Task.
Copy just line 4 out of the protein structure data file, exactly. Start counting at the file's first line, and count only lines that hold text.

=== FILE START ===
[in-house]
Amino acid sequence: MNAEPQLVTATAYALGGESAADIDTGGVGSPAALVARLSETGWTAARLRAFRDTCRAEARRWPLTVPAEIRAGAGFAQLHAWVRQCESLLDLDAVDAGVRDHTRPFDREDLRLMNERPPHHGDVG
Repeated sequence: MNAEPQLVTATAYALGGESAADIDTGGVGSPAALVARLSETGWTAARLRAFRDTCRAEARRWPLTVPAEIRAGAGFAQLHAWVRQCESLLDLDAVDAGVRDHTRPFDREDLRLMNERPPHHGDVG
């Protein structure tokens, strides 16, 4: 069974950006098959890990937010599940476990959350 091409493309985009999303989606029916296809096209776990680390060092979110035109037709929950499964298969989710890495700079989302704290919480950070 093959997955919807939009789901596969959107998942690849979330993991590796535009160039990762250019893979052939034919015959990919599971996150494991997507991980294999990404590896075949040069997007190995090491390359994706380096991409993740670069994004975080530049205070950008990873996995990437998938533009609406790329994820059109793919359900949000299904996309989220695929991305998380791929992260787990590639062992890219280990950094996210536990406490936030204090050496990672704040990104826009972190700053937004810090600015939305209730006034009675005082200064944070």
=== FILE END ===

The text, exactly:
């Protein structure tokens, strides 16, 4: 069974950006098959890990937010599940476990959350 091409493309985009999303989606029916296809096209776990680390060092979110035109037709929950499964298969989710890495700079989302704290919480950070 093959997955919807939009789901596969959107998942690849979330993991590796535009160039990762250019893979052939034919015959990919599971996150494991997507991980294999990404590896075949040069997007190995090491390359994706380096991409993740670069994004975080530049205070950008990873996995990437998938533009609406790329994820059109793919359900949000299904996309989220695929991305998380791929992260787990590639062992890219280990950094996210536990406490936030204090050496990672704040990104826009972190700053937004810090600015939305209730006034009675005082200064944070």